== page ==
The film depicts Orson Welles meeting William Randolph Hearst whilst a guest at the latter's home, San Simeon. In reality, Welles never went there, and never met Hearst until after Citizen Kane (1941) had opened. (Their one, brief meeting was in a San Francisco elevator, according to Welles; there were no others present, and it may be that Welles made up the story and never actually met Hearst).
The film shows RKO production chief George Schaefer announcing to Orson Welles and Herman Mankiewicz that he has lost his job on the very day of the opening of Citizen Kane (1941) in May 1941. In fact, Schaefer did not get fired until late in the following year, and this was less because he had promoted the film career of Orson Welles than because almost all the films RKO had made during his tenure had been flops.
As the film starts, John Malkovich as Mankiewicz is berating Welles because of his doomed ideas for movies: '"Heart of Darkness"? Million-dollar budget? No-one wants to see that!' A few years earlier, Malkovich had starred as Kurtz in Heart of Darkness (1993), an adaptation of Joseph Conrad's novel.
In the shot of Orson cutting the Citizen Kane script, one of Kane's lines is "Who knows what lurks in the hearts of evil men? The Shadow knows!" This was the classic introduction played at the beginning of every episode of Welles' famous radio program, "The Shadow".
In the fictitious scene where Orson Welles has dinner at San Simeon, he tells the other guests that he was, as a teenage boy traveling in Europe before beginning his acting career, taught the art of bullfighting by the great matador Manolete. As Manolete was two years younger than Welles and did not begin to achieve any renown in the bullring until after the Spanish Civil War (that is to say, at about the time this scene is supposed to be taking place), this is impossible.
This film perpetuates the myth that Marion Davies was the inspiration for the Susan Alexander character in Citizen Kane (1941). Orson Welles told filmmaker Peter Bogdanovich that this wasn't the case. Business tycoon Harold Fowler McCormick's lavish promotion of the opera career of his second wife was the direct influence for the character. "As for Marion [Davies]," Welles said, "she was an extraordinary woman-nothing like the character Dorothy Comingore played in the movie."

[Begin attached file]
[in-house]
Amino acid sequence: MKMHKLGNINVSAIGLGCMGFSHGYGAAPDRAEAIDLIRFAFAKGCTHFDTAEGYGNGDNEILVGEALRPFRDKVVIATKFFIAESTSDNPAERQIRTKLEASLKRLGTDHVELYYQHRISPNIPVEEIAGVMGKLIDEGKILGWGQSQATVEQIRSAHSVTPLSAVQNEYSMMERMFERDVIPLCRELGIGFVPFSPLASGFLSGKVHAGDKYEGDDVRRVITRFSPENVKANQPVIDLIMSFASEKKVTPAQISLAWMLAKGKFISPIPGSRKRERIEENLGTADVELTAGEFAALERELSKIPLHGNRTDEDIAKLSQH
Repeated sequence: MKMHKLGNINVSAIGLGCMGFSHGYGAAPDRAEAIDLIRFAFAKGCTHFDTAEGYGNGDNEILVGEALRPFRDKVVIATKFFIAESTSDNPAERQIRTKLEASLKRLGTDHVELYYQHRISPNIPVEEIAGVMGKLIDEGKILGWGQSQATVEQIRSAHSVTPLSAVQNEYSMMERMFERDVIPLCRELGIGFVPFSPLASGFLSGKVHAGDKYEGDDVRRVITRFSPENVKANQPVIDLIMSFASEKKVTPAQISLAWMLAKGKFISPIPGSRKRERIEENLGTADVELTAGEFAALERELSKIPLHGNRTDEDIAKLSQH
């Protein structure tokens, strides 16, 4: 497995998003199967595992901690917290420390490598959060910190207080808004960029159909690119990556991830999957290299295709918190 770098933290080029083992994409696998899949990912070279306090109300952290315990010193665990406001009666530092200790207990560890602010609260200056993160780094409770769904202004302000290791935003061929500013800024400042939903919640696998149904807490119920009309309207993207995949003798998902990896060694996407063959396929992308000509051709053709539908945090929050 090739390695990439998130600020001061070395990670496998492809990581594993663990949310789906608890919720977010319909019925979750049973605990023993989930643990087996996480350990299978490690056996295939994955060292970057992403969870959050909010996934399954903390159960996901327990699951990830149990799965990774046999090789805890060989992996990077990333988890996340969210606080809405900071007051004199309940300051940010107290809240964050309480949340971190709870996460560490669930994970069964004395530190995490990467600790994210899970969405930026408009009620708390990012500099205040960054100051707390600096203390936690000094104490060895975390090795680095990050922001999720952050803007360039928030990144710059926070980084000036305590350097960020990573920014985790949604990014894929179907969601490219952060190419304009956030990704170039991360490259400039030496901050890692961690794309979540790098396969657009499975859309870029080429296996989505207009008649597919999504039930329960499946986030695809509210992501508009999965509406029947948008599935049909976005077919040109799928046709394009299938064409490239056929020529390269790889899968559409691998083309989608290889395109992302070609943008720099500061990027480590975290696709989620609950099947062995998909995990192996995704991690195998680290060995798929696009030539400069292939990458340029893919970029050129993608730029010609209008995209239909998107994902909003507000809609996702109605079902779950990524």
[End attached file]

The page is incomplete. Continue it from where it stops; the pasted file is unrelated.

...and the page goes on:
This film takes a great deal of fictional license with the historical record. According to American Experience: The Battle Over Citizen Kane (1996), it was Herman J. Mankiewicz who persuaded Orson Welles to do the William Randolph Hearst story, not vice versa. Welles had no personal grudge against Hearst as Welles and Hearst never met, and Welles never visited Hearst's residence at San Simeon. RKO president George Schaefer wasn't fired when Citizen Kane (1941) opened in May 1941. Instead, he lost his job a year later due to RKO's lackluster box office receipts during his tenure. Marion Davies was neither the basis for the Susan Alexander character in Citizen Kane nor a mediocre actress who owed her career to Hearst. She was a successful comedienne in motion pictures long before she and Hearst met. Lastly, the mass hysteria created by Welles' War of the Worlds broadcast was reexamined by various scholars in the mid-2000s and determined to be a gross exaggeration by a hostile press.